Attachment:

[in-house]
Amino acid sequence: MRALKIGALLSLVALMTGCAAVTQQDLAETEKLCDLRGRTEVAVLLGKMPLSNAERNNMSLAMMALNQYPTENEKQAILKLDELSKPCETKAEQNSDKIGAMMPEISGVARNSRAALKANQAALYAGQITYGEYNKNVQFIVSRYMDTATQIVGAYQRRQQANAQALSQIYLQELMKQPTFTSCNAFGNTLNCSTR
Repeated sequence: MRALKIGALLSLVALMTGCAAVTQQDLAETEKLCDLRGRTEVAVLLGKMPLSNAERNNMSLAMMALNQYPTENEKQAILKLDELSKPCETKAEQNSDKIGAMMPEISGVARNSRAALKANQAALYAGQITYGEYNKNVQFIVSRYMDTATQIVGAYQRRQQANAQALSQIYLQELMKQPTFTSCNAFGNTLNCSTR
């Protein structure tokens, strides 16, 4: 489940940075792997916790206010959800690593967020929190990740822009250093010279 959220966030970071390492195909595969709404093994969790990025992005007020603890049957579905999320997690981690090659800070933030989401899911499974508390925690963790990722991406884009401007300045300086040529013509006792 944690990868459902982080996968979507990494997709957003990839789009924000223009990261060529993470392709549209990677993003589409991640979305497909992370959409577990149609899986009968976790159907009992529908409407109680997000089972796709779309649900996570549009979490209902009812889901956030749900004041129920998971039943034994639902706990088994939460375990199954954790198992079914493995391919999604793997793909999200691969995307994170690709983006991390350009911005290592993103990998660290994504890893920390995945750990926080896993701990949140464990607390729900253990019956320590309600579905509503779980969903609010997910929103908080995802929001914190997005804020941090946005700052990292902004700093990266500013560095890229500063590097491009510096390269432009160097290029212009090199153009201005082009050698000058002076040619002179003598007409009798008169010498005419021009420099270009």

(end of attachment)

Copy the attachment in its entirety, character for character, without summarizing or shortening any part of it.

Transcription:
[in-house]
Amino acid sequence: MRALKIGALLSLVALMTGCAAVTQQDLAETEKLCDLRGRTEVAVLLGKMPLSNAERNNMSLAMMALNQYPTENEKQAILKLDELSKPCETKAEQNSDKIGAMMPEISGVARNSRAALKANQAALYAGQITYGEYNKNVQFIVSRYMDTATQIVGAYQRRQQANAQALSQIYLQELMKQPTFTSCNAFGNTLNCSTR
Repeated sequence: MRALKIGALLSLVALMTGCAAVTQQDLAETEKLCDLRGRTEVAVLLGKMPLSNAERNNMSLAMMALNQYPTENEKQAILKLDELSKPCETKAEQNSDKIGAMMPEISGVARNSRAALKANQAALYAGQITYGEYNKNVQFIVSRYMDTATQIVGAYQRRQQANAQALSQIYLQELMKQPTFTSCNAFGNTLNCSTR
């Protein structure tokens, strides 16, 4: 489940940075792997916790206010959800690593967020929190990740822009250093010279 959220966030970071390492195909595969709404093994969790990025992005007020603890049957579905999320997690981690090659800070933030989401899911499974508390925690963790990722991406884009401007300045300086040529013509006792 944690990868459902982080996968979507990494997709957003990839789009924000223009990261060529993470392709549209990677993003589409991640979305497909992370959409577990149609899986009968976790159907009992529908409407109680997000089972796709779309649900996570549009979490209902009812889901956030749900004041129920998971039943034994639902706990088994939460375990199954954790198992079914493995391919999604793997793909999200691969995307994170690709983006991390350009911005290592993103990998660290994504890893920390995945750990926080896993701990949140464990607390729900253990019956320590309600579905509503779980969903609010997910929103908080995802929001914190997005804020941090946005700052990292902004700093990266500013560095890229500063590097491009510096390269432009160097290029212009090199153009201005082009050698000058002076040619002179003598007409009798008169010498005419021009420099270009």